Recently I’ve been reading “What’s holding you back: 8 critical choices for women’s success” by Linda Austin and have begun noticing areas where I hold myself back. In the book, Austin addresses areas where women stand in the way of their own achievements, and motivates women to address these choices.

And since I have ambitions I MUST achieve, its time to cut the crap and make better choices for myself.

I am guilty guilty guilty of comparing my success to others, my income level to others, and my place in life to others. This is far too common among us gals, but lets get real. No one is living my life, no one is in my skin, I will never share those others’ experiences in the same way.  All of our neurons are connected uniquely, we quite literally could never be the same. Its time to appreciate differences, stop comparing goals and speeds and paths. I’m on a great path, and I need to make myself focus on seeing that.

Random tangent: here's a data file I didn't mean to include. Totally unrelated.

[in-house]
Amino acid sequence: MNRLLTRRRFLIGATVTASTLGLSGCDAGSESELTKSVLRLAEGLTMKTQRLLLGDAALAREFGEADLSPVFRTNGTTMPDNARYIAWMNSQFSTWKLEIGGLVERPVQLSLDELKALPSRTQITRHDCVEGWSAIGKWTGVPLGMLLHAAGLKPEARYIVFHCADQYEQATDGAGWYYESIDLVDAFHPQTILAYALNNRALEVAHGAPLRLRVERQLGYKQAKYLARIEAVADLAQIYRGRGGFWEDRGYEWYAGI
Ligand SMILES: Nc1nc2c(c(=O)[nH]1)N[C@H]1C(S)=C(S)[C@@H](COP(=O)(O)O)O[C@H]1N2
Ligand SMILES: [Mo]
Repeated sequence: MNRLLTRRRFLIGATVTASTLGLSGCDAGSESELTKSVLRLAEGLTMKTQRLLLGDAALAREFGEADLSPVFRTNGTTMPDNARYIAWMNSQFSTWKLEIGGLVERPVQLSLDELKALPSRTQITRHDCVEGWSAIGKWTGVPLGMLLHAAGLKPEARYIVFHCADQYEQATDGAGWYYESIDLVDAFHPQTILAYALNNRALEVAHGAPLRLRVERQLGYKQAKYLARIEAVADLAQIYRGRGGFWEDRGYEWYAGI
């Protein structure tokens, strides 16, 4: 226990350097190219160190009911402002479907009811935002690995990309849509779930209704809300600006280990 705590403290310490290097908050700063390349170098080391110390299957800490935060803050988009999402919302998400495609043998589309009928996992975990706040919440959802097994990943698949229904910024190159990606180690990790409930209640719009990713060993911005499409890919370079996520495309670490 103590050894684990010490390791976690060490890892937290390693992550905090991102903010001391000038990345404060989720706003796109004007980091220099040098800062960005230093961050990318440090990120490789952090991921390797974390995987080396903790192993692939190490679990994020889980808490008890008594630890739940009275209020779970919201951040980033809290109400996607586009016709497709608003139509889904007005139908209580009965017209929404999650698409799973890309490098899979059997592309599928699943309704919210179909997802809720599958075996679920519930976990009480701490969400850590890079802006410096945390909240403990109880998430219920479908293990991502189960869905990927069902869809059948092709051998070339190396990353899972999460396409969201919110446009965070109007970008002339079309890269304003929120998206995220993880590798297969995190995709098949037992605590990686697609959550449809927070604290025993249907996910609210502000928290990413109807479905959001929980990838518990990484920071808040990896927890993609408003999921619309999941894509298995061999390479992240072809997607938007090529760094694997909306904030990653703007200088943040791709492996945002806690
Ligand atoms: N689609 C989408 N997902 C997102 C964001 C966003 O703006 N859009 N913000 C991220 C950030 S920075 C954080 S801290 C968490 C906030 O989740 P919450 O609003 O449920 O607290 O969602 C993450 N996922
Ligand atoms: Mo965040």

Another way I’ve held myself back is my fear to break through into a new group of colleagues. I know this stems from my “newness” to the business, but I have to dig up the confidence that I belong in the group, and these colleagues, many 20-30 years older than me, are in fact my peers. I need to remind myself that I do have a voice, I do have expert knowledge, and people DO want to hear what I have to say. Ah, this one is tough. Attending meetings, research presentations, social hours, and dinners with these pros….I just always feel out of place. I need to get better at the small talk, introductions, and generally feeling at ease in new social groups. ho hum